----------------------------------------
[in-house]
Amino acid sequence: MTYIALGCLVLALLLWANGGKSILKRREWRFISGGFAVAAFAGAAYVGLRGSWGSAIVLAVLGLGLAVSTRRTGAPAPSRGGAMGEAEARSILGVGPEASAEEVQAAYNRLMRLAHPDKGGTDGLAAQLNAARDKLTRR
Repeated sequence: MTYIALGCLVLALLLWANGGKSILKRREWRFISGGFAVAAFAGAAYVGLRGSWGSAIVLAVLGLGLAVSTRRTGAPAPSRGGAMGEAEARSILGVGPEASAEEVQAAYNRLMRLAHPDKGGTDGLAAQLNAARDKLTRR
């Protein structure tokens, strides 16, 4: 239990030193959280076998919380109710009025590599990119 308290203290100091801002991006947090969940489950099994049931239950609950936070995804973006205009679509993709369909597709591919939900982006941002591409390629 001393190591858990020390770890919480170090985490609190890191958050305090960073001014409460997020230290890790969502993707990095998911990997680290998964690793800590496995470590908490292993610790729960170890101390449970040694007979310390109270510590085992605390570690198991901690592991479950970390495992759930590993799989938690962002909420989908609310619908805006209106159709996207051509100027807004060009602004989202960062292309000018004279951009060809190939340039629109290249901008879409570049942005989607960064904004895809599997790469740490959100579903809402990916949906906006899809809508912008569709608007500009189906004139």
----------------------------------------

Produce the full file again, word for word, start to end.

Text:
[in-house]
Amino acid sequence: MTYIALGCLVLALLLWANGGKSILKRREWRFISGGFAVAAFAGAAYVGLRGSWGSAIVLAVLGLGLAVSTRRTGAPAPSRGGAMGEAEARSILGVGPEASAEEVQAAYNRLMRLAHPDKGGTDGLAAQLNAARDKLTRR
Repeated sequence: MTYIALGCLVLALLLWANGGKSILKRREWRFISGGFAVAAFAGAAYVGLRGSWGSAIVLAVLGLGLAVSTRRTGAPAPSRGGAMGEAEARSILGVGPEASAEEVQAAYNRLMRLAHPDKGGTDGLAAQLNAARDKLTRR
């Protein structure tokens, strides 16, 4: 239990030193959280076998919380109710009025590599990119 308290203290100091801002991006947090969940489950099994049931239950609950936070995804973006205009679509993709369909597709591919939900982006941002591409390629 001393190591858990020390770890919480170090985490609190890191958050305090960073001014409460997020230290890790969502993707990095998911990997680290998964690793800590496995470590908490292993610790729960170890101390449970040694007979310390109270510590085992605390570690198991901690592991479950970390495992759930590993799989938690962002909420989908609310619908805006209106159709996207051509100027807004060009602004989202960062292309000018004279951009060809190939340039629109290249901008879409570049942005989607960064904004895809599997790469740490959100579903809402990916949906906006899809809508912008569709608007500009189906004139």